The perfusion was different between clear cell carcinoma and contralateral Kidney cortex. The PF, PEI and BV of contralateral kidney cortex was significantly higher than those of renal cell carcinoma (p <0.05), which is consistent with the literature [16,19]. This is mainly because renal cell carcinoma lacks normal glomerular and tubular structure, and has malignant vascular characteristics: blood vessels within the tumor are rarely differentiated and matured, and show great differences in morphology, such as the rough structure, running disorder, often showing an irregular shape of the narrow, expansion and distortion; blood vessel wall is mostly thin with single layer of endothelial cells and large cell space, and the basement membrane is incomplete or missing; arteriovenous shunt is often existed in the tumor blood vessels, making the placeholder internal hemodynamic disturbances. Furthermore, the tumor growth was affected by a variety of factors such as inadequate nutrition supply and anti-tumor response . These factors can reduce BF, PEI and BV values in cancer substantive, making lower perfusion in renal cell carcinoma compared with normal renal cortex.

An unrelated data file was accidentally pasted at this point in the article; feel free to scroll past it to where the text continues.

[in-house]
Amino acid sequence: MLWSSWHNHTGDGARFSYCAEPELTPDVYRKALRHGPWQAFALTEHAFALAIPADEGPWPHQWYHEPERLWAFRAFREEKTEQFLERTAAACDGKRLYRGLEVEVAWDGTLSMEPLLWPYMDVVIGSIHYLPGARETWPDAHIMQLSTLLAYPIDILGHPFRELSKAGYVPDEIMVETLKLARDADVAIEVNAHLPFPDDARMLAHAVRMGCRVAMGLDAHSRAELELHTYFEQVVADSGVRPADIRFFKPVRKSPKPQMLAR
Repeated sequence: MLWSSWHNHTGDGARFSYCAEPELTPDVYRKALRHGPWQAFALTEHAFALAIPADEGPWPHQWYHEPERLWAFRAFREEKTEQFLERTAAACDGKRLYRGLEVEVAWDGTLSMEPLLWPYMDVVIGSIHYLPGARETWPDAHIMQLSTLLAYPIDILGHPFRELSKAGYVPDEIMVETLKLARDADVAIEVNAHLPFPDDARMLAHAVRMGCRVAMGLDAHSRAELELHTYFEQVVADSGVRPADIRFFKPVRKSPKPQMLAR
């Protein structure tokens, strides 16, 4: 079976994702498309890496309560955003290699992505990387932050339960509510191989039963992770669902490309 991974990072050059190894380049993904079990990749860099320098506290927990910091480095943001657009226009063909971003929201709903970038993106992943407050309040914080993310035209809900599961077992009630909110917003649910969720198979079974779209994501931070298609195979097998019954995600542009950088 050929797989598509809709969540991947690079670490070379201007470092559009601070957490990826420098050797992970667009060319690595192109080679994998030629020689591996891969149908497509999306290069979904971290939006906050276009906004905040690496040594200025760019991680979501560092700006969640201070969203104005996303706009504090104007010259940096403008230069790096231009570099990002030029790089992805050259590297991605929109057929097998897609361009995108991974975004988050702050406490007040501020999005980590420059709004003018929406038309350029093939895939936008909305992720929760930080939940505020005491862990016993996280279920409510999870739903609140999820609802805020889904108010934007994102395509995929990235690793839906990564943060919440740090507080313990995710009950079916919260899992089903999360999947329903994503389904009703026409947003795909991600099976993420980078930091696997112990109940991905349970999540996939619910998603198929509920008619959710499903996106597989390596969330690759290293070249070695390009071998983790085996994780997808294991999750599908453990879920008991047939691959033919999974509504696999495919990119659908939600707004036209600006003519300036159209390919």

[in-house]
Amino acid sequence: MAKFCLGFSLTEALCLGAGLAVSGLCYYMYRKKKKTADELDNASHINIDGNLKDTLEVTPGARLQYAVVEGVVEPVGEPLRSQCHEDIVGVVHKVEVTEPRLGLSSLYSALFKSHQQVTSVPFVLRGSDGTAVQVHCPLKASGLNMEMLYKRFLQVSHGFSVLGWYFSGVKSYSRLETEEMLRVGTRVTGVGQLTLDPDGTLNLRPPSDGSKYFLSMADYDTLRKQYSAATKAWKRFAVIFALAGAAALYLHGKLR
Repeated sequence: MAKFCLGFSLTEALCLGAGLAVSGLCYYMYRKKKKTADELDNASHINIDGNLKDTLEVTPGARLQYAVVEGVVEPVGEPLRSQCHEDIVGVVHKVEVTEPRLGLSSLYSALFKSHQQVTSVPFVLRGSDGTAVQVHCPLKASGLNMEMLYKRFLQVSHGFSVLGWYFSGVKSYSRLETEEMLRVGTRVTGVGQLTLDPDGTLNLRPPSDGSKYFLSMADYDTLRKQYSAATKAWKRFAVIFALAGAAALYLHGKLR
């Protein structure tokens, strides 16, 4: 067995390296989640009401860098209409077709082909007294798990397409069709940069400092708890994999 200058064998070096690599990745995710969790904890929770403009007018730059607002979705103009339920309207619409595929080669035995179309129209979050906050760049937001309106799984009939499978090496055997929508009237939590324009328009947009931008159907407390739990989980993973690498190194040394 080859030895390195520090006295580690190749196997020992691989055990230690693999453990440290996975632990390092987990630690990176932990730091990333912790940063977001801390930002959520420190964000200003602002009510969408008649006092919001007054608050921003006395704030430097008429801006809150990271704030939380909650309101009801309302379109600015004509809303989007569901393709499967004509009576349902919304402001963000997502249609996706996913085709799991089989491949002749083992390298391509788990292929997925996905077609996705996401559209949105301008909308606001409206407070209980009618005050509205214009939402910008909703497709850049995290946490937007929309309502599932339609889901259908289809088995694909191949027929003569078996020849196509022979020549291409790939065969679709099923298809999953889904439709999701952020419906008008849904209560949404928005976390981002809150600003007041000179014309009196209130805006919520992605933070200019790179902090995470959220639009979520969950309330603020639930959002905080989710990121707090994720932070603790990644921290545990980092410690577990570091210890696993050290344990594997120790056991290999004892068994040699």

The PF and BV in low-grade clear cell carcinoma were statistically significant lower than those in high-grade clear cell carcinoma (p <0.05), which is similar to the perfusion in liver cancer grading performance . Brain gliomas are different from tumors of the body organs , and there are difference in hemodynamic changes in tumors with different nature or different degree of differentiation. Higher tumor grade means higher malignancy, lower differentiation, more tumor angiogenesis, and less complete tumor vascular endothelial cells. Therefore, these characteristics should indirectly reflected by CT perfusion. No significant difference was found in PEI between lowgrade and high-grade tumor, and shows there is no obvious correlation between degree of enhancement and tumor grading.